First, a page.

Composer’s work for seven bassoons to premiere

“I asked Dana Jessen of the New Music Bassoon Fund to bring over the greatest bassoon music written

Writing for the bassoon had never been composer Michael Gordon’s choice.

“I’d been avoiding it,” he said. “I wrote for it in my orchestral pieces, but I perceived it as the quietest instrument in the orchestra. You don’t hear it a lot. It doesn’t project. And people made fun of it in a way. . . . Those low notes honk away.”

Then three years ago, along came Dana Jessen and the New Music Bassoon Fund consortium of 30 bassoonists. In 2009, Jessen had done an arrangement for four bassoons of Gordon’s “Low Quartet,” which is written for any four low-sounding instruments.

“We asked him to make a real piece for bassoon,” Jessen said.

Gordon decided to take the plunge.

The world premiere of “Rushes” will take place on Saturday at the Experimental Media and Performing Arts Center, or EMPAC, on the RPI campus.

“I asked her to bring over the greatest bassoon music written in the 20th century and she showed up with barely five pages of music,” Gordon said with a laugh. “I saw it as a chance to do something special.”

‘Rushes’ by Michael Gordon

WHERE: EMPAC, 110 Eighth St., Troy

WHEN: 8 p.m. Saturday

HOW MUCH: $18, $13

MORE INFO: 276-3921,

His next step was to see what the bassoon could do. “I had never felt like I knew the bassoon and it had not been well written for,” he said.

Point of inspiration

Five bassoonists came to his studio and spent three hours trying things out and experimenting. “It became a point of inspiration. It was a great discovery,” Gordon said. “I didn’t know how beautiful the bassoon was.”

But he didn’t want to do a solo piece or even a quartet. Instead, he decided seven bassoons was the right number.

“Once you start, you want to make this spectacle and do something special to make a sound world . . . to live in that world and convince the listener that they’re having an experience,” he said. “I wanted to create a spectacular sound.”

Gordon, co-founder of the music collective Bang on a Can, is known for merging rhythmic invention with various sound textures in pieces as diverse as 100 instruments divided into four microtonally tuned groups in “Sunshine of Your Love” or a reworking of Beethoven’s seventh symphony for string quartet, solo cello, or works for theater, dance or opera.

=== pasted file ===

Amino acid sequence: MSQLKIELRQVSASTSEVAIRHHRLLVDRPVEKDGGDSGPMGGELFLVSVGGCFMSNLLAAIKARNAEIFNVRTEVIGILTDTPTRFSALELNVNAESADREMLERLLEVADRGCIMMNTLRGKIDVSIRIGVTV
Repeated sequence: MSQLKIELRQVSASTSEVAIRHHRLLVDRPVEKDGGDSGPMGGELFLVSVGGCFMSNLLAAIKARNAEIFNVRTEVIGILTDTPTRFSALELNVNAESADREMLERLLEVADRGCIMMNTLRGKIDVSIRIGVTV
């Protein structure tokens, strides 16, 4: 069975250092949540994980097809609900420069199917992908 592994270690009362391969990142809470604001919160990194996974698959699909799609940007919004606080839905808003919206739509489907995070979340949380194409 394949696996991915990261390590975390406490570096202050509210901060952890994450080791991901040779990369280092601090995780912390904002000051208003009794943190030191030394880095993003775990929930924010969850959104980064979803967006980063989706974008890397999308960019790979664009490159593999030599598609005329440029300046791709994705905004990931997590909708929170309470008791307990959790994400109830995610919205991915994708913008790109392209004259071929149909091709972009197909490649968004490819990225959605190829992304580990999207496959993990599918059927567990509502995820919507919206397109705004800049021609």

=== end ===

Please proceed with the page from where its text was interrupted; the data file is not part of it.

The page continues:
But the sound he wanted for the seven bassoons was not to involve electronics, effects or multiphonics.

“The bassoon is a delicate, gorgeous instrument,” he said. “I wanted to create a beautiful landscape.”

He worked on the piece from January 2011 until this past June, when the bassoonists got together for the first time for rehearsal. The bassoonists, who come from all over the country, are Rachael Elliott, Michael Harley, Lynn Hileman, Jeffrey Lyman, Saxton Rose, Maya Stone and Jessen.

Untypical challenge

The piece — 60 minutes of continuous playing — is not typical woodwind music and it’s very challenging physically, Jessen said.

“We’d had our parts six months before rehearsal,” she said. “They’re all a challenge in different ways. They stretch the limits of the bassoon. The repetitive articulations in the upper register for four or five minutes are very difficult. Concentrating for 60 minutes while standing up to play and the need for polyrhythmic accuracy are very challenging.”

There are no discernible melodies. Rather, it’s the collective sound of the seven bassoons, which is established through the harmony and travels through the ensemble with patterns that shorten or lengthen, she said. Notes are often repeated rapidly and the whole range of the instrument seems to move.

“It’s a spatial experience,” Jessen said.

Gordon agreed. “The sound is dense, propulsive, rhythmic and visceral,” he said.

He chose the title “Rushes” to reflect the double reeds that the players use to blow through and the concept of the rush of euphoria. His hope is that listeners will walk out of the concert hall and feel that what they heard was a special world and how cool the bassoon was, he said.

The players are already ecstatic with the result.

“The piece is just gorgeous. . . . How the parts fit together is very beautiful,” Jessen said. “They have a mesmerizing effect and we get into a kind of Zen to play it.”

Musical milestone

It’s also a bit of a milestone for Gordon.

“I never knew anyone who played bassoon and now people stop me in the street to tell me how much they like bassoon or that they play it,” he said. “It’s always thrilling to do a new piece and I’m really excited about this one. I was thrilled to work with the players. I can’t wait for the performance.”

Because “Rushes” is a consortium commission, there will be several other performances, some of which will be in Europe, Jessen said. And because Gordon is finishing up a recording residency at EMPAC, the bassoonists have spent all this week recording the work for the Canteloupe label.

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